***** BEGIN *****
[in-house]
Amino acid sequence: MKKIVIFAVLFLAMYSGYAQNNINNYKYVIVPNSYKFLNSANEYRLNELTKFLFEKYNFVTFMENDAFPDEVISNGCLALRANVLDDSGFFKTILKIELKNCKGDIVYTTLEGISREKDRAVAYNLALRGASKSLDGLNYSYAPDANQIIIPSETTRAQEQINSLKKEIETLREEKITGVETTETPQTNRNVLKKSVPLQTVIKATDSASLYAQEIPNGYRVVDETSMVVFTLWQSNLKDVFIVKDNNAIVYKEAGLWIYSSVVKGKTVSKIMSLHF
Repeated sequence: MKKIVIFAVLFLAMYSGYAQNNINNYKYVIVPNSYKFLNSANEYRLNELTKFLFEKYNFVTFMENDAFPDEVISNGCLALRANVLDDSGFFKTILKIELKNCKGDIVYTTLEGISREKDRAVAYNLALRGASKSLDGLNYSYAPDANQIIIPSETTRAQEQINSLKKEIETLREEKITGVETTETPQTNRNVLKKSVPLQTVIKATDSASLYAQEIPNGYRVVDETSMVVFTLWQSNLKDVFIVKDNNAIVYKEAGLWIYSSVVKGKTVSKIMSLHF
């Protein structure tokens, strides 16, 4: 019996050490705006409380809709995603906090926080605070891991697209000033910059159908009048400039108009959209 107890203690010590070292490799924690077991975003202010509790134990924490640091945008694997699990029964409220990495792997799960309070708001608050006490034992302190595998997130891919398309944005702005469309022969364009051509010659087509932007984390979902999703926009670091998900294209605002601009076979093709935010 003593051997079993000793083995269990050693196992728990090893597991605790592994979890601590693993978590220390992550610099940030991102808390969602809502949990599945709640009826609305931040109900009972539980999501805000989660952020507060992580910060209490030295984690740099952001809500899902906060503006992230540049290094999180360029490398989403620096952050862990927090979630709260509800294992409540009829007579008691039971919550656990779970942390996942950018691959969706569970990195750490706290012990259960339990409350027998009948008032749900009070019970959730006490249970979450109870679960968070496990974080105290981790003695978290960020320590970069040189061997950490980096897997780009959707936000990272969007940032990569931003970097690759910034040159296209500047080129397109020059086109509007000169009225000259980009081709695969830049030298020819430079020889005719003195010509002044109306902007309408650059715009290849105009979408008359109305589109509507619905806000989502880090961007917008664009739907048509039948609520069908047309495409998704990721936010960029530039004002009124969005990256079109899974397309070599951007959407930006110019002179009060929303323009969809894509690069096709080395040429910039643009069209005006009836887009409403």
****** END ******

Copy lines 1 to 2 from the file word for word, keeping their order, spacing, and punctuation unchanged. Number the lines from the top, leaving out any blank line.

[in-house]
Amino acid sequence: MKKIVIFAVLFLAMYSGYAQNNINNYKYVIVPNSYKFLNSANEYRLNELTKFLFEKYNFVTFMENDAFPDEVISNGCLALRANVLDDSGFFKTILKIELKNCKGDIVYTTLEGISREKDRAVAYNLALRGASKSLDGLNYSYAPDANQIIIPSETTRAQEQINSLKKEIETLREEKITGVETTETPQTNRNVLKKSVPLQTVIKATDSASLYAQEIPNGYRVVDETSMVVFTLWQSNLKDVFIVKDNNAIVYKEAGLWIYSSVVKGKTVSKIMSLHF